The 8 Best Day Hikes in Great Basin National Park

Along the Lexington Arch Trail in Great Basin National Park, Nevada

Along the Lexington Arch Trail

Great Basin National Park is definitely one of the overlooked national parks of the Continental US.  It’s a bit out of the way – those coming from NorCal might have to take the “Loneliest Road in America” to get there – but what it lacks in crowds it makes up for with varying scenery.  It’s desert, it’s mountains, it’s caves, it’s ancient forests, it’s glaciers, it’s the state high point.  Combine all that, and you’re sure to have some pretty good hiking opportunities!

 




 

8 Best Day Hikes in Great Basin National Park

Theresa Lake along the Alpine Lake Loop in Great Basin National Park, Nevada

Theresa Lake along the Alpine Lakes Loop

Alpine Lakes Loop

The 2.7 mile loop trail takes you to two alpine lakes set below the highest peak in Nevada.  For short and sweet, this is a great hike.  You also get an alpine environment in the middle of the desert.  How amazing is that?

 

One of the older Bristlecone Pine Trees in Great Basin National Park, Nevada

One of the older Bristlecone Pine Trees

Bristlecone Pine Forest

Beginning from the same parking area as the Alpine Lakes Trail, you actually have to walk by Teresa Lake en route up to the Bristlecone Pine Forest.  The forest itself showcases the ancient trees, some dating back to the days of the Israelite Exodus and the Egyptian pyramids.  Views also extend out to the nearby plains and Wheeler Peak along the 3.5 mile (RT) trail.

 

The Rock Glacier in Great Basin National Park, Nevada

The Rock Glacier

The Glacier Trail

Actually, the Glacier Trail is a 0.8+ mile extension of the Bristlecone Pine Forest Trail (for a total mileage of at least 4.8 miles RT).  The great thing about the glacier is that it’s amazingly scenic, especially if you like cliffs.  Much of the year the snow recedes to where you don’t really want to scramble up to it, but the rock glacier is nice any time of year, and there are always the cliffs above to leave you in awe.

 

Inside Lehman Caves in Great Basin National Park, Nevada

Inside Lehman Caves – PC Jeff Hollett

Lehman Caves

It’s hard to call this a “hike”, since it’s a guided tour that’s only 0.4-0.6 miles long, but the cave tour is worth the admission price (currently $4.50-$11) to see.  There are quite a few beautiful formations, as well as a discussion of the cave’s history.  More about the tour can be found here.

 

Views from Wheeler Peak in Great Basin National Park, Nevada

Views from Wheeler Peak – PC J Brew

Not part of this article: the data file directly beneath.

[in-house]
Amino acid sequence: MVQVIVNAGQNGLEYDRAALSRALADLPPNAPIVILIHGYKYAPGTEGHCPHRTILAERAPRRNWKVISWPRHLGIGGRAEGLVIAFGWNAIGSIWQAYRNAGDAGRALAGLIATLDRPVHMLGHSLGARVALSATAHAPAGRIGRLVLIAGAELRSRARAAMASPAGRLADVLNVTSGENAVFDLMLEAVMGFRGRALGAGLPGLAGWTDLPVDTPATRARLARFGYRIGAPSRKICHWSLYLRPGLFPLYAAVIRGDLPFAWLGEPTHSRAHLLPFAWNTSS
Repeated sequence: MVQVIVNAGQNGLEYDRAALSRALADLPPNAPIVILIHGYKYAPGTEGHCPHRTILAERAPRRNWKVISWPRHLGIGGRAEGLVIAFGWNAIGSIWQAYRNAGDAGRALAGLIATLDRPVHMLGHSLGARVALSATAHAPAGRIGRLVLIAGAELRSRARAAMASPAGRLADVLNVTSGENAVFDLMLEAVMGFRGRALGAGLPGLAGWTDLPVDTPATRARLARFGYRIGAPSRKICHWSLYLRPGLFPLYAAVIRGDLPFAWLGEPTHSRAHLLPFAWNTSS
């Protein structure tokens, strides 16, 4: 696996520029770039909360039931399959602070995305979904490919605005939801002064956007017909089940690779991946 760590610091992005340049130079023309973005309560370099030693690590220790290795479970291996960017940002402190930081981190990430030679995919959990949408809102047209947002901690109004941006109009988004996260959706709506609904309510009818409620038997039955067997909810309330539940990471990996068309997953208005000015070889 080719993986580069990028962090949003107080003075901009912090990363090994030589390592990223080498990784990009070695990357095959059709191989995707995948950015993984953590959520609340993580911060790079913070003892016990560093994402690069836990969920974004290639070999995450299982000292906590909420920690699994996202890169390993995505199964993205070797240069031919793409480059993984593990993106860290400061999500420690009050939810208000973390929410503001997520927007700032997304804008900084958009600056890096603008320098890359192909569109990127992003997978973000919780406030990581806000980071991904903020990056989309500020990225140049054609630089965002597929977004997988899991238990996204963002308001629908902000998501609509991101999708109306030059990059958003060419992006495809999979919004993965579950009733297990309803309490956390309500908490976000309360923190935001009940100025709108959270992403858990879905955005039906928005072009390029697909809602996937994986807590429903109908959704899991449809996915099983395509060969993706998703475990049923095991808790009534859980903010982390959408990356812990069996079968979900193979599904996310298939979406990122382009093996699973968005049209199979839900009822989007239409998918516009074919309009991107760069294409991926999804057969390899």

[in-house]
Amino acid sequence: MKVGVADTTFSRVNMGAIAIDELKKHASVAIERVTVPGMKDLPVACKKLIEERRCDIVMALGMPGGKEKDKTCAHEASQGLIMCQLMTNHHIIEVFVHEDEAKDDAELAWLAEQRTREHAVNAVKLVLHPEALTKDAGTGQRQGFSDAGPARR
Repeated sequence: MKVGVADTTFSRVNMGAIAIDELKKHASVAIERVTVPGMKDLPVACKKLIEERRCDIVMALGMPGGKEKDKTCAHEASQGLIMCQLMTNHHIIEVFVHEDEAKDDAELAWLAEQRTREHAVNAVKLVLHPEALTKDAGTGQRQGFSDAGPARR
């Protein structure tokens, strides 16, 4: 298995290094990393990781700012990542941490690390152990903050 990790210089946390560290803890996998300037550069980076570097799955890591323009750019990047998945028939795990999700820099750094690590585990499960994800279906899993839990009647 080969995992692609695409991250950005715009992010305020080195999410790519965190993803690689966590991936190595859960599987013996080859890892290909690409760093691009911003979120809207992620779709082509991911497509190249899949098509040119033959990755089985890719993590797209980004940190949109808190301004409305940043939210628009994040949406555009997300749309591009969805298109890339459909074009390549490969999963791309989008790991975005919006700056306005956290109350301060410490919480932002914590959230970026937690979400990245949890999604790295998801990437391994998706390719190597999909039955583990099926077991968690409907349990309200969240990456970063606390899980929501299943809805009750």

Wheeler Peak

A discussion of the best trails in Great Basin would be incomplete without mentioning the 8.0 mile (RT) trail up the state high point.  Depending on the time of year, you might encounter lakes, snowfields, or heat, but you’ll always have a great view from the top.

 

Lexington Arch in Great Basin National Park, Nevada

Lexington Arch

Lexington Arch

If you’re really looking for an adventure, check out the Lexington Arch Trail.  After a fire ripped through the area, the road has been left to wash out, so the normally 1.7 mile trail from the trailhead may be quite a bit longer if you have to walk a mile or more up the dirt road (4×4 and high clearance is recommended in any case).  But if you can actually get to the arch, you’re in for a real treat – arches like this don’t come along every day!

 

Panorama of Baker Lake in Great Basin National Park, Nevada

Panorama of Baker Lake. PC Chris M Morris

Baker Lake

Looking for a little solitude?  Check out Baker Lake, a small but pretty pond set below some even prettier cliffs.  The 10.4 (RT) trail wanders along the outlet creek through the aspens for great ambiance even if there aren’t a whole lot of views along the way.  For an even more epic hike with better views, do the trail as a 12.9 mile loop with Johnson Lake.

 

Panorama of the cirque around Johnson Lake in Great Basin National Park, Nevada

Panorama of the cirque around Johnson Lake. PC Chris M Morris

Johnson Lake

While you could do Johnson Lake from the Baker Lake Trailhead as a 10.4 mile out & back (RT), it’s a lot faster and steeper to begin at the Snake Creek Trailhead for a 7.0 mile out & back (RT).  View historic mining artifacts near the lake.  Then, if you’re feeling adventurous, continue up toward the pass and Baker Lake for spectacular views over the surrounding area.

 

Do you have a favorite hike in Great Basin National Park?  I’d love to hear about it in the comments below!

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Looking for more hiking options in and near Great Basin National Park?  This book is very detailed – probably more than needed for the casual visitor – but it also offers some great hiking ideas.